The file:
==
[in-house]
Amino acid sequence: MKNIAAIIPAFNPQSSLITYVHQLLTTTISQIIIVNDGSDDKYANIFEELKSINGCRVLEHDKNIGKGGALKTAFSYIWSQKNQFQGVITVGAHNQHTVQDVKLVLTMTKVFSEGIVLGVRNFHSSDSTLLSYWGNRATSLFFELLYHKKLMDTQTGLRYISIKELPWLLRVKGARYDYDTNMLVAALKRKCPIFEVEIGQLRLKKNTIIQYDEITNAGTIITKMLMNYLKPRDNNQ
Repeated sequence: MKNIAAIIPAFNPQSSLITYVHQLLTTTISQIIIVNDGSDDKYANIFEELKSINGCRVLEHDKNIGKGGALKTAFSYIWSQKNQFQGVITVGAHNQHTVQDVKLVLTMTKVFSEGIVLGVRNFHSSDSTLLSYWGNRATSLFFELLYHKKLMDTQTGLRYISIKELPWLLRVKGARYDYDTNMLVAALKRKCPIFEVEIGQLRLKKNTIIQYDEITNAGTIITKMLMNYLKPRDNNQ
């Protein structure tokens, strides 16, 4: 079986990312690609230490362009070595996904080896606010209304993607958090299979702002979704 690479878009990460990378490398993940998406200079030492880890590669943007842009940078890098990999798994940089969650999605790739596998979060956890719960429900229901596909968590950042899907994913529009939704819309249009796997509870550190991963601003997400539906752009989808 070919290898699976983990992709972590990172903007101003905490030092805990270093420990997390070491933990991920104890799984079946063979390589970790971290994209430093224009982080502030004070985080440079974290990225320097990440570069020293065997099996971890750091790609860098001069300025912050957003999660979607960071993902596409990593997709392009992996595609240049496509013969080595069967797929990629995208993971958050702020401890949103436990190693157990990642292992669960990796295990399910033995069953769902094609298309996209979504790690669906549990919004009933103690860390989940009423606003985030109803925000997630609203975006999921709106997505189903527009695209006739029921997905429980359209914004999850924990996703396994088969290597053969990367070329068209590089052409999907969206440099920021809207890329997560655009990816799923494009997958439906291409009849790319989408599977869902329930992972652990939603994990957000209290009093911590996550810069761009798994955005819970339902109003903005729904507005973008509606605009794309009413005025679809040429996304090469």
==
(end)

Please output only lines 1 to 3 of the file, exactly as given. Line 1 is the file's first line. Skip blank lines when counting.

[in-house]
Amino acid sequence: MKNIAAIIPAFNPQSSLITYVHQLLTTTISQIIIVNDGSDDKYANIFEELKSINGCRVLEHDKNIGKGGALKTAFSYIWSQKNQFQGVITVGAHNQHTVQDVKLVLTMTKVFSEGIVLGVRNFHSSDSTLLSYWGNRATSLFFELLYHKKLMDTQTGLRYISIKELPWLLRVKGARYDYDTNMLVAALKRKCPIFEVEIGQLRLKKNTIIQYDEITNAGTIITKMLMNYLKPRDNNQ
Repeated sequence: MKNIAAIIPAFNPQSSLITYVHQLLTTTISQIIIVNDGSDDKYANIFEELKSINGCRVLEHDKNIGKGGALKTAFSYIWSQKNQFQGVITVGAHNQHTVQDVKLVLTMTKVFSEGIVLGVRNFHSSDSTLLSYWGNRATSLFFELLYHKKLMDTQTGLRYISIKELPWLLRVKGARYDYDTNMLVAALKRKCPIFEVEIGQLRLKKNTIIQYDEITNAGTIITKMLMNYLKPRDNNQ